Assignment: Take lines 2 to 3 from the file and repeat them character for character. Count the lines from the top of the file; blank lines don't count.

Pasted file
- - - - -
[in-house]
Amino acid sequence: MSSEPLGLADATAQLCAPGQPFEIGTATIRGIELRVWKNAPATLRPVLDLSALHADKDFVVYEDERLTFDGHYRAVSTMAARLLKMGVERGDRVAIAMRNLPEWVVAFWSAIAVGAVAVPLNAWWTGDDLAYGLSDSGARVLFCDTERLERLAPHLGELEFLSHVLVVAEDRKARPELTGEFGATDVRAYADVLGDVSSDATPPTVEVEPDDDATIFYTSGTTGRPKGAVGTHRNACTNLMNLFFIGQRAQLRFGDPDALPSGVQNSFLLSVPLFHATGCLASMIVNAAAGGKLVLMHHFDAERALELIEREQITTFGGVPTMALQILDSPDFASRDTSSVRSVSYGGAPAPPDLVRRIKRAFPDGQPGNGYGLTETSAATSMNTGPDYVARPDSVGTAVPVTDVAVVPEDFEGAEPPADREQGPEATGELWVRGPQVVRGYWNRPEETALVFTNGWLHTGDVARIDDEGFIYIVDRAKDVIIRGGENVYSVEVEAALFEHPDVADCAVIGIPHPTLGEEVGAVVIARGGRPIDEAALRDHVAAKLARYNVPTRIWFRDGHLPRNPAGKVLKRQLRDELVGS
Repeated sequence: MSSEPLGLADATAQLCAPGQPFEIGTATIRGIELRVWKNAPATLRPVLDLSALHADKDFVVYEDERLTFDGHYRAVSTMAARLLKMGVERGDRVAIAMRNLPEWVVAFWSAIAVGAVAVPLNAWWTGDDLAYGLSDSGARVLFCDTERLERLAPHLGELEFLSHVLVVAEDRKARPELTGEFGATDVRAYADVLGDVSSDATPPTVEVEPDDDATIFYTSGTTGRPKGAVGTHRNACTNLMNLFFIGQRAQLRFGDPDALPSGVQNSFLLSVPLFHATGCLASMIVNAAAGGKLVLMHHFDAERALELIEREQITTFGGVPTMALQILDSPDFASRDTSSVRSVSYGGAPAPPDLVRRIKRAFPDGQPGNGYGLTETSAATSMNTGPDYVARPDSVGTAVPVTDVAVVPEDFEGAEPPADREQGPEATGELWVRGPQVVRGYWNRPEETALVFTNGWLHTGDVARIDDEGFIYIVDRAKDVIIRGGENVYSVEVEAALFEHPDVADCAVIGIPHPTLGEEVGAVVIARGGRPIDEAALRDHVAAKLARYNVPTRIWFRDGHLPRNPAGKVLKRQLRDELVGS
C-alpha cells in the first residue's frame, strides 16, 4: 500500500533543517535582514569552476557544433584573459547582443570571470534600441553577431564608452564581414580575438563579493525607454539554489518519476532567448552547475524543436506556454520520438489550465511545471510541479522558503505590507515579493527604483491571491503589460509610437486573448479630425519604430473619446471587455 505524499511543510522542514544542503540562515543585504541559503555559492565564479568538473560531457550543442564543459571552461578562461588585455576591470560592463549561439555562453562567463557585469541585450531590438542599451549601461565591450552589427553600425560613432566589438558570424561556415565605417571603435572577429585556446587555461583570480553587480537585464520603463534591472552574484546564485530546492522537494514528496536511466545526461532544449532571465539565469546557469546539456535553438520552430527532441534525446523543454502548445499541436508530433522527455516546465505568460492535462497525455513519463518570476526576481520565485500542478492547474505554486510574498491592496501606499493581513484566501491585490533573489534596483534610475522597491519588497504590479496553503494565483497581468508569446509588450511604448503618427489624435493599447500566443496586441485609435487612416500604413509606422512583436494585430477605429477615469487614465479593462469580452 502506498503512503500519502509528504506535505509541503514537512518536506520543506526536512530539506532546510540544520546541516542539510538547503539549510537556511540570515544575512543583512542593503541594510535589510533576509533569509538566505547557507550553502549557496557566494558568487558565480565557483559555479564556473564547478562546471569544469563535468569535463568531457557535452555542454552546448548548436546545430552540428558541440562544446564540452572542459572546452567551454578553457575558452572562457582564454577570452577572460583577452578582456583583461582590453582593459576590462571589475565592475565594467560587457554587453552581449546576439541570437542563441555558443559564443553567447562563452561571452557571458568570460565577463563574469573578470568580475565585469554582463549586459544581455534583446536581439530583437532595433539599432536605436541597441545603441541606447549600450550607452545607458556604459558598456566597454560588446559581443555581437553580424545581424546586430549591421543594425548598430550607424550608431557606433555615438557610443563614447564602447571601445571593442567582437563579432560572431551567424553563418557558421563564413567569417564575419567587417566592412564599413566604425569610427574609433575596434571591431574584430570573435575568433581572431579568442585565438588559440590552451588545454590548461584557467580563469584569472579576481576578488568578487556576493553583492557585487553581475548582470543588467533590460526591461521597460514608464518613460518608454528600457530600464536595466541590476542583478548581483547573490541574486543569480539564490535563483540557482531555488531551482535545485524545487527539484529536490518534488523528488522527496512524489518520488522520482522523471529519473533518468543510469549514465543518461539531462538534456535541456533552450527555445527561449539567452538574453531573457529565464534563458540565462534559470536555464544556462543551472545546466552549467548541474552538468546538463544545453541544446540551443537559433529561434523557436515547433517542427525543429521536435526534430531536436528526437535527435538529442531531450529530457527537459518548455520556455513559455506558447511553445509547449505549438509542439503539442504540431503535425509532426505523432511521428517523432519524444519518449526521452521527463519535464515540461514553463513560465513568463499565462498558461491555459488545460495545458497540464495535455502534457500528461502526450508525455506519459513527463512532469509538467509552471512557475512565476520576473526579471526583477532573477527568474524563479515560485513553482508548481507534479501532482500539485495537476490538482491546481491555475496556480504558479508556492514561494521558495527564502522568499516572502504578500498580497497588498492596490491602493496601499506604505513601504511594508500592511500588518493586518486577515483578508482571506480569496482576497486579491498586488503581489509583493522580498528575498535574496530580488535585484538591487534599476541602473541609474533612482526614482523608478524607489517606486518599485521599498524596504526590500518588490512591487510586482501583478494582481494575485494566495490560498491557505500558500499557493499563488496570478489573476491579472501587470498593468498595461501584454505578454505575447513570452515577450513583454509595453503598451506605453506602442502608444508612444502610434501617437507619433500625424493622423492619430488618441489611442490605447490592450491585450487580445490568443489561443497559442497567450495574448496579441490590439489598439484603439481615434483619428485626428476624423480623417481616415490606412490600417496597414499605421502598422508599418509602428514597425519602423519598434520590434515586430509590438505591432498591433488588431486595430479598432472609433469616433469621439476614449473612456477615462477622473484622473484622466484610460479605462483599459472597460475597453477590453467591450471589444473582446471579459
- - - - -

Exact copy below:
Amino acid sequence: MSSEPLGLADATAQLCAPGQPFEIGTATIRGIELRVWKNAPATLRPVLDLSALHADKDFVVYEDERLTFDGHYRAVSTMAARLLKMGVERGDRVAIAMRNLPEWVVAFWSAIAVGAVAVPLNAWWTGDDLAYGLSDSGARVLFCDTERLERLAPHLGELEFLSHVLVVAEDRKARPELTGEFGATDVRAYADVLGDVSSDATPPTVEVEPDDDATIFYTSGTTGRPKGAVGTHRNACTNLMNLFFIGQRAQLRFGDPDALPSGVQNSFLLSVPLFHATGCLASMIVNAAAGGKLVLMHHFDAERALELIEREQITTFGGVPTMALQILDSPDFASRDTSSVRSVSYGGAPAPPDLVRRIKRAFPDGQPGNGYGLTETSAATSMNTGPDYVARPDSVGTAVPVTDVAVVPEDFEGAEPPADREQGPEATGELWVRGPQVVRGYWNRPEETALVFTNGWLHTGDVARIDDEGFIYIVDRAKDVIIRGGENVYSVEVEAALFEHPDVADCAVIGIPHPTLGEEVGAVVIARGGRPIDEAALRDHVAAKLARYNVPTRIWFRDGHLPRNPAGKVLKRQLRDELVGS
Repeated sequence: MSSEPLGLADATAQLCAPGQPFEIGTATIRGIELRVWKNAPATLRPVLDLSALHADKDFVVYEDERLTFDGHYRAVSTMAARLLKMGVERGDRVAIAMRNLPEWVVAFWSAIAVGAVAVPLNAWWTGDDLAYGLSDSGARVLFCDTERLERLAPHLGELEFLSHVLVVAEDRKARPELTGEFGATDVRAYADVLGDVSSDATPPTVEVEPDDDATIFYTSGTTGRPKGAVGTHRNACTNLMNLFFIGQRAQLRFGDPDALPSGVQNSFLLSVPLFHATGCLASMIVNAAAGGKLVLMHHFDAERALELIEREQITTFGGVPTMALQILDSPDFASRDTSSVRSVSYGGAPAPPDLVRRIKRAFPDGQPGNGYGLTETSAATSMNTGPDYVARPDSVGTAVPVTDVAVVPEDFEGAEPPADREQGPEATGELWVRGPQVVRGYWNRPEETALVFTNGWLHTGDVARIDDEGFIYIVDRAKDVIIRGGENVYSVEVEAALFEHPDVADCAVIGIPHPTLGEEVGAVVIARGGRPIDEAALRDHVAAKLARYNVPTRIWFRDGHLPRNPAGKVLKRQLRDELVGS